Westat was awarded a contract from ASPE with funding from SAMHSA to evaluate the implementation of the initiative in all three communities. The objectives of the evaluation were threefold: First, to describe the characteristics of grantee implementation processes, including social marketing efforts, screening procedures, provision of brief interventions, and referrals to more intensive services, as needed. This information was to come primarily from annual site visits to the grantee communities during which time Westat evaluators would interview project staff, Steering Committee members, community partners, and enrolled clients. The second evaluation objective was to report on the individual-level outcomes achieved by each of the grantees. As noted previously, grantees were required to record information about enrolled clients' characteristics and services in the SAIS data system. SAMHSA analysts cleaned these data and submitted them annually to Westat for subsequent analysis. Finally, Westat was to assess the extent to which the CRRI initiative was able to improve community-level resilience in the face of adverse economic circumstances. Data for this third objective were to be collected by grantees through local contacts (e.g., local emergency room data) and/or administrative data, and through the annual administration of a community-level survey.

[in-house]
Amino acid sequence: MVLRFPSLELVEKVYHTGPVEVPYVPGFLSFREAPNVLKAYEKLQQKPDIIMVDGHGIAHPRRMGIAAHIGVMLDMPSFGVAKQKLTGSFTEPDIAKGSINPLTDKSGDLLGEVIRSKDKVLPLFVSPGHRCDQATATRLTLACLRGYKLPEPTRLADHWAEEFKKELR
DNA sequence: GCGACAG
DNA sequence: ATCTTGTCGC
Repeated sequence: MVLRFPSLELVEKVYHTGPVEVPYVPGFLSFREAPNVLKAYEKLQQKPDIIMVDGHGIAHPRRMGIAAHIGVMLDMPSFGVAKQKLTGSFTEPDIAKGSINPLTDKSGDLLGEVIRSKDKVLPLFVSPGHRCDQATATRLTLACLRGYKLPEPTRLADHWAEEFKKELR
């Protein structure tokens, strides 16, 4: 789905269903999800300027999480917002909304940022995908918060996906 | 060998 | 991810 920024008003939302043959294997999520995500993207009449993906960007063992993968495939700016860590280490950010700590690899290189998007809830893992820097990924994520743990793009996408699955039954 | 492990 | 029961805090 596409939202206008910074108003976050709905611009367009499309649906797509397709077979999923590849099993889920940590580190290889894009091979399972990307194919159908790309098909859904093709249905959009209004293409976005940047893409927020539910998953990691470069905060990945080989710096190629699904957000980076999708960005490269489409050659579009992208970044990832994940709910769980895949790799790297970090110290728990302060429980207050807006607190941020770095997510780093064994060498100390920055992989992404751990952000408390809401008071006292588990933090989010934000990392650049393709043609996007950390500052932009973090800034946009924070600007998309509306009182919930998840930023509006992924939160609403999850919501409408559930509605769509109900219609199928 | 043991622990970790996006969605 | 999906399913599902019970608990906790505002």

Assessing the extent to which the CRRI initiative was able to improve community-level resilience proved problematic. The primary challenge that prevented Westat from meeting this objective was the requirement spelled out in the RFA that grantees were responsible for collecting the needed community-level data elements. Although grantees were required to hire their own evaluators to assess their program implementation and progress, evaluators had different ideas about what their responsibilities were for the community-level component. This challenge is discussed in more detail in Section 4.5.